I’m due to donate blood again this week (yay?). In honor of the fact that I can save a life during my lunch hour and get a cookie for it, I read the non-fiction book, Blood Work. Guys, this book is so, so gross – but it’s also so, so good!
This book tells the story of the first blood transfusion experiments, in England and in France (most of this book involves France) in the seventeenth century. It centers around the efforts of Jean-Baptiste Denis to successfully transfuse blood between animals of the same species, and then from animals to humans. When Denis attempts to cure Antoine Mauory of insanity, and Mauroy dies, Denis finds himself involved in a murder trial that determines the future of blood transfusion experiments for the next one hundred and fifty years.
I love books that tell me something about history and/or science in an entertaining and accessible way, this book fit the bill perfectly. It’s amazing how many things find their way into this book – realistic automatons, philosophy, a pirate doctor (!), domestic violence, the Plague, the Great Fire of London, politics, dungeons, wars, mythology, science, and lots and lots of intrigue. The steampunk crowd needs to check out the possibilities of expanding from the Victorian Era backwards into the seventeenth-century – it was an insane time and one in which science was a fad among the rich. The framework of the murder mystery keeps the book moving quickly despite the large amount of information being conveyed.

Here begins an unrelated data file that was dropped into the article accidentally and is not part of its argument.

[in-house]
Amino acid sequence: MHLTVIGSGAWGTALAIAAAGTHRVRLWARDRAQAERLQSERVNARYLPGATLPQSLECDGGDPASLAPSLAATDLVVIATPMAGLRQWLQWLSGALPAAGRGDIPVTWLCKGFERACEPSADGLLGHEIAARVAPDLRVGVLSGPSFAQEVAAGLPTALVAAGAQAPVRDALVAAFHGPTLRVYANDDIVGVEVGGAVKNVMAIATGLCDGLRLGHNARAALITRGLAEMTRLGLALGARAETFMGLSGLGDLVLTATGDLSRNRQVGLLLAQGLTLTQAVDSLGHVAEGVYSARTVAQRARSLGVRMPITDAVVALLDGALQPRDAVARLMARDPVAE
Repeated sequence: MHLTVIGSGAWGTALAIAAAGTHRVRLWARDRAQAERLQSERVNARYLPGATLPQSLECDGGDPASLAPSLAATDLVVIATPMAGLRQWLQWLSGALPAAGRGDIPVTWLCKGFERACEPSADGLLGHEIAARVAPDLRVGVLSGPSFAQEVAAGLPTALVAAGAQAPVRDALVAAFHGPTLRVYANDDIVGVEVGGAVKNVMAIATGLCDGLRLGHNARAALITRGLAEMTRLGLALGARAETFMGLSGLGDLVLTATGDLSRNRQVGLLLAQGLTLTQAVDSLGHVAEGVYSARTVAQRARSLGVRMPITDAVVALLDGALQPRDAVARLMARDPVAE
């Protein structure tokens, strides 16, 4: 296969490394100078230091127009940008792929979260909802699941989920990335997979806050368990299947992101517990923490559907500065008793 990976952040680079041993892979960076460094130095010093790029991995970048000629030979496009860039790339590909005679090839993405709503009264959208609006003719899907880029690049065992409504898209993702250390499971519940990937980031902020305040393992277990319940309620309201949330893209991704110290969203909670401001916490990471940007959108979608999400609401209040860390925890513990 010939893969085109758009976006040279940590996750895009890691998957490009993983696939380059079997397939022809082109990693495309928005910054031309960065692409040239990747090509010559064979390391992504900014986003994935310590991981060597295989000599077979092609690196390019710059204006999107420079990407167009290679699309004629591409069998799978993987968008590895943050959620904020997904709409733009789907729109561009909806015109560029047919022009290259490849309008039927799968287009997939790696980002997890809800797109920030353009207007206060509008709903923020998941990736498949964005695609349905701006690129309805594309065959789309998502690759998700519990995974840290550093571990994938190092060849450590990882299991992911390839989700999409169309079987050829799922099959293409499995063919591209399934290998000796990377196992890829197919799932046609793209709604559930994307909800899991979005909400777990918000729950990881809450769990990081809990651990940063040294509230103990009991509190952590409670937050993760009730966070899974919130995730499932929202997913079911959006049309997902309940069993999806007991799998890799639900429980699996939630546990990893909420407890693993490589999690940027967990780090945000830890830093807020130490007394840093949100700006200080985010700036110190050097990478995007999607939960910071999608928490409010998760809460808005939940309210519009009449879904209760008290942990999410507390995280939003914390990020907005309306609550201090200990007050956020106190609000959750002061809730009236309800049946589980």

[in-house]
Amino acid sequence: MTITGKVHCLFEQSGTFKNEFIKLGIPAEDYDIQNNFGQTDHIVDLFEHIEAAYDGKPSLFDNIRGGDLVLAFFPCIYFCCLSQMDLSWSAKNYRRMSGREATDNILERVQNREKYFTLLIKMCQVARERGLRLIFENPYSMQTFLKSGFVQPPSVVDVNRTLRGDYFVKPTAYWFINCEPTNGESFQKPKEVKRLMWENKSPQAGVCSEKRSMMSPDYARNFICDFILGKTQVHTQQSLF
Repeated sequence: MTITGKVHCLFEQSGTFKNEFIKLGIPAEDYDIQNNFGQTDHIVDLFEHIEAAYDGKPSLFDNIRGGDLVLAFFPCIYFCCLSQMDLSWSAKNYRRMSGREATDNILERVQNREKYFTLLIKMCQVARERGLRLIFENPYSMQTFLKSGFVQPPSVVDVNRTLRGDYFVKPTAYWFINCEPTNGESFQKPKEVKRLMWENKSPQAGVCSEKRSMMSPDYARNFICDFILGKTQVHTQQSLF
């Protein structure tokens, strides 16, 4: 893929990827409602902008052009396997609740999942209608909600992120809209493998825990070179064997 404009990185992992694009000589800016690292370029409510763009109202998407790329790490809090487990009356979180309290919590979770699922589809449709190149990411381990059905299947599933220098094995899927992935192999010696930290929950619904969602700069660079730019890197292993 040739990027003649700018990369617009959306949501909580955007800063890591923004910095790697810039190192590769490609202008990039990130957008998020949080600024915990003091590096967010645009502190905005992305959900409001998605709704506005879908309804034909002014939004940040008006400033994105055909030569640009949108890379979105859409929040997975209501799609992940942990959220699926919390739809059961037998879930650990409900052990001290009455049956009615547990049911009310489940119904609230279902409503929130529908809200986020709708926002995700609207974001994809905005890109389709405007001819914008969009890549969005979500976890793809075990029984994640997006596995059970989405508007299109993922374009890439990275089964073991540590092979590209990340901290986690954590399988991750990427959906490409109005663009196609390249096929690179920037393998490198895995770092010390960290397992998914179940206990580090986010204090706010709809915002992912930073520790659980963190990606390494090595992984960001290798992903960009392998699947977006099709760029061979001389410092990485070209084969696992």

You need to know that this book is page after page of horrific cruelty towards animals and not a little cruelty towards humans. I was too fascinated by the story to be depressed – but not too fascinated to be appalled. This was the age of dissection and vivisection, a common belief that animals could not suffer and had no souls, and horrific treatment of women, the poor, and the insane. The book does not shy away from describing these horrors.
The last sentence of the book says, “Transfusion has become a gold standard in treating a broad range of illnesses and injuries, from chronic anemia to blood loss from trauma and surgery – so much so that it is impossible to tally the number of lives that have been saved or improved by the procedure.” One of those lives has been mine, and I’m very grateful to those who donated blood for me back in my medically turbulent childhood days. If you’d like to donate blood, check out these sites to get information, find a blood drive, or make an appointment:
BTW, if you live in California and you donate through Bloodsource this summer, you can get a free ticket to the California State Fair. Bonus!